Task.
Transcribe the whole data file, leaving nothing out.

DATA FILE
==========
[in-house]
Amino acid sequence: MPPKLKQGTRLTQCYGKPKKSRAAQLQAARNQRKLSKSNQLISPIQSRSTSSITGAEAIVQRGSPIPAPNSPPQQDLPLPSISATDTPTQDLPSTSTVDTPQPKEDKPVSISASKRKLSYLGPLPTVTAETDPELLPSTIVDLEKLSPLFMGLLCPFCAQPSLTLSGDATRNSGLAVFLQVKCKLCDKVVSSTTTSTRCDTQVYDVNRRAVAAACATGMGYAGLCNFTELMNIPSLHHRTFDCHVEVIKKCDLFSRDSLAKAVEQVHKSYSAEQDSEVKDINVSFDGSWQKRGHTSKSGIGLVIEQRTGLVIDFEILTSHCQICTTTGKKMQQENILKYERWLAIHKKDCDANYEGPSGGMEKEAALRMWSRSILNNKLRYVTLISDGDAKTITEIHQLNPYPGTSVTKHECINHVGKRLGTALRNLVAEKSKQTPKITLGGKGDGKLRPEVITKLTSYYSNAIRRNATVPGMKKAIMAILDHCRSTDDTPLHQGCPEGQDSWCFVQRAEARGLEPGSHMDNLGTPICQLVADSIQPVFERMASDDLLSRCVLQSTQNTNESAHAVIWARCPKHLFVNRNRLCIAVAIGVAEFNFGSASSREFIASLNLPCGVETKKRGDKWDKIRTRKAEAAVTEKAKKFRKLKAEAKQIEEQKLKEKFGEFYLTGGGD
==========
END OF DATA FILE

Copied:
[in-house]
Amino acid sequence: MPPKLKQGTRLTQCYGKPKKSRAAQLQAARNQRKLSKSNQLISPIQSRSTSSITGAEAIVQRGSPIPAPNSPPQQDLPLPSISATDTPTQDLPSTSTVDTPQPKEDKPVSISASKRKLSYLGPLPTVTAETDPELLPSTIVDLEKLSPLFMGLLCPFCAQPSLTLSGDATRNSGLAVFLQVKCKLCDKVVSSTTTSTRCDTQVYDVNRRAVAAACATGMGYAGLCNFTELMNIPSLHHRTFDCHVEVIKKCDLFSRDSLAKAVEQVHKSYSAEQDSEVKDINVSFDGSWQKRGHTSKSGIGLVIEQRTGLVIDFEILTSHCQICTTTGKKMQQENILKYERWLAIHKKDCDANYEGPSGGMEKEAALRMWSRSILNNKLRYVTLISDGDAKTITEIHQLNPYPGTSVTKHECINHVGKRLGTALRNLVAEKSKQTPKITLGGKGDGKLRPEVITKLTSYYSNAIRRNATVPGMKKAIMAILDHCRSTDDTPLHQGCPEGQDSWCFVQRAEARGLEPGSHMDNLGTPICQLVADSIQPVFERMASDDLLSRCVLQSTQNTNESAHAVIWARCPKHLFVNRNRLCIAVAIGVAEFNFGSASSREFIASLNLPCGVETKKRGDKWDKIRTRKAEAAVTEKAKKFRKLKAEAKQIEEQKLKEKFGEFYLTGGGD